"Hockey is not the easiest thing to do," said Carolina Hurricanes forward Jordal Staal. "Skating in general for any person is hard. "
"I wish he could actually hear me because I'm sitting there going yes, yes, I can't believe you're actually doing this," said Allison Morgan, the mother of one of the athletes.
These young hockey players have even inspired Jordan Staal. "You know to watch these kids just cruise around and do what they're doing it definitely cool and inspiring," he said.
The United State Blind Hockey Federation and the Morehead School for the Blind teamed up with the Carolina Hurricanes to help get kids on the ice.
"The three things I asked them to do out there are number one try as hard as they can out there," said Craig Fitzpatrick, a United States blind hockey player. "Number two, get up every time they fall and number three show everybody that they can do something that they didn't know they were capable of doing including themselves."
Fitzpatrick is helping show the blind athletes they too can play hockey.
"I'm just really appreciative that there's people out there...organizations out there that are doing things like this," said Morgan.
Morgan's 9-year-old son, Elijah, was recently diagnosed with Juvenile Batten disease.
"We thought it was just going to be a vision issue but it turns out there's a lot more involved with it," she said. "Mobility is going to decline so that's why I was really excited about going out here and doing this because I don't know how long he will be able to be physically active."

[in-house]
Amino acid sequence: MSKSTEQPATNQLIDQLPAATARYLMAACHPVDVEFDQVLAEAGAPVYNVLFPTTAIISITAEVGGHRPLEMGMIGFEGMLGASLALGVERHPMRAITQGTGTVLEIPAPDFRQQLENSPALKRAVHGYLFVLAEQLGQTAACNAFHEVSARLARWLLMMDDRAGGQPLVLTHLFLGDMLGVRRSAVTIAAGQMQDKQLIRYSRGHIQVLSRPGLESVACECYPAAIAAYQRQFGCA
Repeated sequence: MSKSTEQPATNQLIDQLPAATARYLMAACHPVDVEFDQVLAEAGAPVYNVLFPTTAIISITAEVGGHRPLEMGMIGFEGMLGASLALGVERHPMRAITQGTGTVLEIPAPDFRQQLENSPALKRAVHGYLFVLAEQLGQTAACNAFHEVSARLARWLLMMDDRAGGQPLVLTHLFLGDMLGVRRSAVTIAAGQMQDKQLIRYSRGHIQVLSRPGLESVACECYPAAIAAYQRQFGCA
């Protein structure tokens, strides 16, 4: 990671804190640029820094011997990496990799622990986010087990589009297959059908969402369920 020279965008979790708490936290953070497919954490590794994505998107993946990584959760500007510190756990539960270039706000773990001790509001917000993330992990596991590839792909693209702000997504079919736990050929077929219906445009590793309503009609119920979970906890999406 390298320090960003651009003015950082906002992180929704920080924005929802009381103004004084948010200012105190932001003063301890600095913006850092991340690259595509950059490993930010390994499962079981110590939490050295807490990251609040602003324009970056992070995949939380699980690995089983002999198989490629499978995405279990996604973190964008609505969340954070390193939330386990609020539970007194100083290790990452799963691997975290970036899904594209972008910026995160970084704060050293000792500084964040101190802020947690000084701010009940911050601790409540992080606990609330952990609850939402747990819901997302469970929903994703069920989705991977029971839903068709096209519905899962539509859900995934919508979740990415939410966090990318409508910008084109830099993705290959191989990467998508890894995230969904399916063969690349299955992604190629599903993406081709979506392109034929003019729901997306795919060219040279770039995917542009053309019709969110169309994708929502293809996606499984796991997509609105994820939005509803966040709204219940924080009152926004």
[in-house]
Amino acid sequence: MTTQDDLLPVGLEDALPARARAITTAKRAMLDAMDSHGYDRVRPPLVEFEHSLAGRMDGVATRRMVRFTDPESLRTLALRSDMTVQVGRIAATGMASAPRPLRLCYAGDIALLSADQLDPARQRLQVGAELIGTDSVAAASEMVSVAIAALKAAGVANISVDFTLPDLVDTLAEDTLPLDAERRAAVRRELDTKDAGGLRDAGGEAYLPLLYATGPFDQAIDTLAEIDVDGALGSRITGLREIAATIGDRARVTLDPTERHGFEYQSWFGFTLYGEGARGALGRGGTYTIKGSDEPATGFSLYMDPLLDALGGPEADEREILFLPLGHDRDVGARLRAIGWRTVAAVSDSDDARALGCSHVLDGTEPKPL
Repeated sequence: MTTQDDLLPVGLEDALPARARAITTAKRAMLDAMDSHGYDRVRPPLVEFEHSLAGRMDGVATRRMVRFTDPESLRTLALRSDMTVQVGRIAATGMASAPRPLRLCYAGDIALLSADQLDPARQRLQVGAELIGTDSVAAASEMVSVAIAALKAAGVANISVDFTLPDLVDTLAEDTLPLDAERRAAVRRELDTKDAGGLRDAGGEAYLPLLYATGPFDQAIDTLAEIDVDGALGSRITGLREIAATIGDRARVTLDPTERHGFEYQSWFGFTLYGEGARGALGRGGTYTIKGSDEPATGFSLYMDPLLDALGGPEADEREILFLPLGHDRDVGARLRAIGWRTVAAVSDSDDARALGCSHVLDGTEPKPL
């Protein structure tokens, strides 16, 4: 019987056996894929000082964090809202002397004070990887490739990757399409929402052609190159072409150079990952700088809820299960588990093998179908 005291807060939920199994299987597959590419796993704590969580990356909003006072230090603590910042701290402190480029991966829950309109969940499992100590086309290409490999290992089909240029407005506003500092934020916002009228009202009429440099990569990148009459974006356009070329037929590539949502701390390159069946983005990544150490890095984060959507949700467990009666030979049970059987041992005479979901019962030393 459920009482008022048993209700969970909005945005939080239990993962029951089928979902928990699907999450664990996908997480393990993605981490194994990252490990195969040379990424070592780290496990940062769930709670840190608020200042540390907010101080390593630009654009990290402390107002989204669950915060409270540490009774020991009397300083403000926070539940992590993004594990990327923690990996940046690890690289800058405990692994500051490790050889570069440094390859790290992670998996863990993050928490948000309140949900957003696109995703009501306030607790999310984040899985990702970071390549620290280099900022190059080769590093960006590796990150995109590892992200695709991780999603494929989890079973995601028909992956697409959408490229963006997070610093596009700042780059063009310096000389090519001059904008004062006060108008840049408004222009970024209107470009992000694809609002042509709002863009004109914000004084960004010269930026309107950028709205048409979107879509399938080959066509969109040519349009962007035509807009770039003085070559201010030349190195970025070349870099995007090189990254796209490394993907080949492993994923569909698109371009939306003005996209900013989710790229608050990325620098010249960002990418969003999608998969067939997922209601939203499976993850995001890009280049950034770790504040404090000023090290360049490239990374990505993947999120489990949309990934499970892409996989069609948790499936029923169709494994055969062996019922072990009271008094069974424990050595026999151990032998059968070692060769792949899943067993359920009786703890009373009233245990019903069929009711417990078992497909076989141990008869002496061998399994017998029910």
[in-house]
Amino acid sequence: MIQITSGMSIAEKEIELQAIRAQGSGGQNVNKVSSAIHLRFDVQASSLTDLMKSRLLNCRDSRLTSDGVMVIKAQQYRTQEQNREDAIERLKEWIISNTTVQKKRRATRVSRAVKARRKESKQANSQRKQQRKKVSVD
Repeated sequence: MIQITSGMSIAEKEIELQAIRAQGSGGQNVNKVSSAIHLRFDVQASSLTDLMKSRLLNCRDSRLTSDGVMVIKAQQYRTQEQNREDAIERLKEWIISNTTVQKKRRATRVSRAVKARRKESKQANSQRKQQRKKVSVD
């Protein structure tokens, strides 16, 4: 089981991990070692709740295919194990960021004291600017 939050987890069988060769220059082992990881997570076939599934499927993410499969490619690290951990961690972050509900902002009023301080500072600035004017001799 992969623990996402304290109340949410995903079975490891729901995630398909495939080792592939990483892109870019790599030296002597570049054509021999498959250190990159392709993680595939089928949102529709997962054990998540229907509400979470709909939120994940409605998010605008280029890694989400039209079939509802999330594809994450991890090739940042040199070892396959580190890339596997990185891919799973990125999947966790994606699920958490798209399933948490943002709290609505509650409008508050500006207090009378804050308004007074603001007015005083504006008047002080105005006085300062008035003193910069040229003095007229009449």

"The fortitude and just the mental strength it takes to get out here is unmeasurable," said Joseph Gray.
Gray, a track and field Paralympian, has always wanted to play hockey.
"My Dad put me in a camp just because he knew I wanted to play so bad," he said. "Once I went to the camp I realized that it wasn't a sport I was going to be able to play due to when the puck would leave my stick it would get lost."
Blind hockey is played with an adapted puck that makes noise and is bigger than a tradition puck so that even without sight, players can find it.
"To actually come out here on the ice, have a stick and a puck that I can hit and score a goal, I mean I'll never forget this," said Gray.